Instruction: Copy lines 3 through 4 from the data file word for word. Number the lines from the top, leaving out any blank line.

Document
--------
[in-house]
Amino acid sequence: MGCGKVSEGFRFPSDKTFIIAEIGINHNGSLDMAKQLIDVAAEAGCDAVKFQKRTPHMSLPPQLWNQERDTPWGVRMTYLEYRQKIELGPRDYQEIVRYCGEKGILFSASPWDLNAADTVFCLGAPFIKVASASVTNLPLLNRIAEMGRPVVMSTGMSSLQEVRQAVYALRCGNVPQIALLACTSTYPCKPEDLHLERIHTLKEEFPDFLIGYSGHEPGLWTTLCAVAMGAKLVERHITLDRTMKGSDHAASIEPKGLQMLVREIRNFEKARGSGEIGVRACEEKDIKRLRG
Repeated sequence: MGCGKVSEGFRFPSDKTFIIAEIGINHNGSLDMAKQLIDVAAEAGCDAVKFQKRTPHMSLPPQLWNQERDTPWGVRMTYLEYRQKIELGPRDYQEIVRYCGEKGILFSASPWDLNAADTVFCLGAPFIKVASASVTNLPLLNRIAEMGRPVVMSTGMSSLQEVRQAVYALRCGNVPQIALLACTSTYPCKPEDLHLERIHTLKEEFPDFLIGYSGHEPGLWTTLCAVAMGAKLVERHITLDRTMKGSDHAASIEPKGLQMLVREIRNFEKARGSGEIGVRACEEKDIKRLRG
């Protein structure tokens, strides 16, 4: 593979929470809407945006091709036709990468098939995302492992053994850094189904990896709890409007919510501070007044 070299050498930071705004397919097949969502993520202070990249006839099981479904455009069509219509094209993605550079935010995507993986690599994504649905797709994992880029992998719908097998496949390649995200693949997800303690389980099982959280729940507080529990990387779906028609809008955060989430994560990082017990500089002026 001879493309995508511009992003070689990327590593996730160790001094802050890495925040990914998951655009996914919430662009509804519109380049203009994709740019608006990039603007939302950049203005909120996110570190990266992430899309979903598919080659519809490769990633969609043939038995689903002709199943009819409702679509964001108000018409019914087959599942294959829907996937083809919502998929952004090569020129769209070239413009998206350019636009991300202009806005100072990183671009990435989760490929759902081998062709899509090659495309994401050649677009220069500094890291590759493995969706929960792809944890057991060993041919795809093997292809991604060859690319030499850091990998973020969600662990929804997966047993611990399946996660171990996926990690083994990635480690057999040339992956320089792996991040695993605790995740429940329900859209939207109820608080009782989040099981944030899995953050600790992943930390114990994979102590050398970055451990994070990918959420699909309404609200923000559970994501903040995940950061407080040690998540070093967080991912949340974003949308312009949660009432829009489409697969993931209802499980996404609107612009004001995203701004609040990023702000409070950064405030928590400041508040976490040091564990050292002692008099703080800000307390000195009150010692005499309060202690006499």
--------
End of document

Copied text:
Repeated sequence: MGCGKVSEGFRFPSDKTFIIAEIGINHNGSLDMAKQLIDVAAEAGCDAVKFQKRTPHMSLPPQLWNQERDTPWGVRMTYLEYRQKIELGPRDYQEIVRYCGEKGILFSASPWDLNAADTVFCLGAPFIKVASASVTNLPLLNRIAEMGRPVVMSTGMSSLQEVRQAVYALRCGNVPQIALLACTSTYPCKPEDLHLERIHTLKEEFPDFLIGYSGHEPGLWTTLCAVAMGAKLVERHITLDRTMKGSDHAASIEPKGLQMLVREIRNFEKARGSGEIGVRACEEKDIKRLRG
């Protein structure tokens, strides 16, 4: 593979929470809407945006091709036709990468098939995302492992053994850094189904990896709890409007919510501070007044 070299050498930071705004397919097949969502993520202070990249006839099981479904455009069509219509094209993605550079935010995507993986690599994504649905797709994992880029992998719908097998496949390649995200693949997800303690389980099982959280729940507080529990990387779906028609809008955060989430994560990082017990500089002026 001879493309995508511009992003070689990327590593996730160790001094802050890495925040990914998951655009996914919430662009509804519109380049203009994709740019608006990039603007939302950049203005909120996110570190990266992430899309979903598919080659519809490769990633969609043939038995689903002709199943009819409702679509964001108000018409019914087959599942294959829907996937083809919502998929952004090569020129769209070239413009998206350019636009991300202009806005100072990183671009990435989760490929759902081998062709899509090659495309994401050649677009220069500094890291590759493995969706929960792809944890057991060993041919795809093997292809991604060859690319030499850091990998973020969600662990929804997966047993611990399946996660171990996926990690083994990635480690057999040339992956320089792996991040695993605790995740429940329900859209939207109820608080009782989040099981944030899995953050600790992943930390114990994979102590050398970055451990994070990918959420699909309404609200923000559970994501903040995940950061407080040690998540070093967080991912949340974003949308312009949660009432829009489409697969993931209802499980996404609107612009004001995203701004609040990023702000409070950064405030928590400041508040976490040091564990050292002692008099703080800000307390000195009150010692005499309060202690006499």